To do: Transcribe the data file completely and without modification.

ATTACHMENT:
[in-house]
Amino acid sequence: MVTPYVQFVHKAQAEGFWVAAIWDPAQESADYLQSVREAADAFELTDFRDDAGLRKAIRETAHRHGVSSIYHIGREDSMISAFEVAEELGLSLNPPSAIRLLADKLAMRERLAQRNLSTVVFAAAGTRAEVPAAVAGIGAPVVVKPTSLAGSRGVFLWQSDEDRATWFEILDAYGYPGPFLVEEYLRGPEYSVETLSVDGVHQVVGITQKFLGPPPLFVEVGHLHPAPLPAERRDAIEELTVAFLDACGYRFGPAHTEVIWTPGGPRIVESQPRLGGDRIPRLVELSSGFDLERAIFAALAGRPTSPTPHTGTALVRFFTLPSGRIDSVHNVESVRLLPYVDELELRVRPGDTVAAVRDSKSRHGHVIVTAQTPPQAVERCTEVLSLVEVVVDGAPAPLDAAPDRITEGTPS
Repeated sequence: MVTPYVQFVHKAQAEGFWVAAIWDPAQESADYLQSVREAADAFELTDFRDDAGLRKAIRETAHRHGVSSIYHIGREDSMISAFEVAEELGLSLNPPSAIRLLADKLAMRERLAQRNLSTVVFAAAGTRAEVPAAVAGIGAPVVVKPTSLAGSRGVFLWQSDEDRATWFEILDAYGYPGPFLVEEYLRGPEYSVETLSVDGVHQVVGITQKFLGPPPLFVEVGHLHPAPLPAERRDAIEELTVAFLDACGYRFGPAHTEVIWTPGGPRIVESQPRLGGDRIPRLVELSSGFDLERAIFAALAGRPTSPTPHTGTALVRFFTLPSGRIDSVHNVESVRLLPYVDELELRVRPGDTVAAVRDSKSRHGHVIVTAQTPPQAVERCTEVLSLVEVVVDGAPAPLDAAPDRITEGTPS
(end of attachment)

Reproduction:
[in-house]
Amino acid sequence: MVTPYVQFVHKAQAEGFWVAAIWDPAQESADYLQSVREAADAFELTDFRDDAGLRKAIRETAHRHGVSSIYHIGREDSMISAFEVAEELGLSLNPPSAIRLLADKLAMRERLAQRNLSTVVFAAAGTRAEVPAAVAGIGAPVVVKPTSLAGSRGVFLWQSDEDRATWFEILDAYGYPGPFLVEEYLRGPEYSVETLSVDGVHQVVGITQKFLGPPPLFVEVGHLHPAPLPAERRDAIEELTVAFLDACGYRFGPAHTEVIWTPGGPRIVESQPRLGGDRIPRLVELSSGFDLERAIFAALAGRPTSPTPHTGTALVRFFTLPSGRIDSVHNVESVRLLPYVDELELRVRPGDTVAAVRDSKSRHGHVIVTAQTPPQAVERCTEVLSLVEVVVDGAPAPLDAAPDRITEGTPS
Repeated sequence: MVTPYVQFVHKAQAEGFWVAAIWDPAQESADYLQSVREAADAFELTDFRDDAGLRKAIRETAHRHGVSSIYHIGREDSMISAFEVAEELGLSLNPPSAIRLLADKLAMRERLAQRNLSTVVFAAAGTRAEVPAAVAGIGAPVVVKPTSLAGSRGVFLWQSDEDRATWFEILDAYGYPGPFLVEEYLRGPEYSVETLSVDGVHQVVGITQKFLGPPPLFVEVGHLHPAPLPAERRDAIEELTVAFLDACGYRFGPAHTEVIWTPGGPRIVESQPRLGGDRIPRLVELSSGFDLERAIFAALAGRPTSPTPHTGTALVRFFTLPSGRIDSVHNVESVRLLPYVDELELRVRPGDTVAAVRDSKSRHGHVIVTAQTPPQAVERCTEVLSLVEVVVDGAPAPLDAAPDRITEGTPS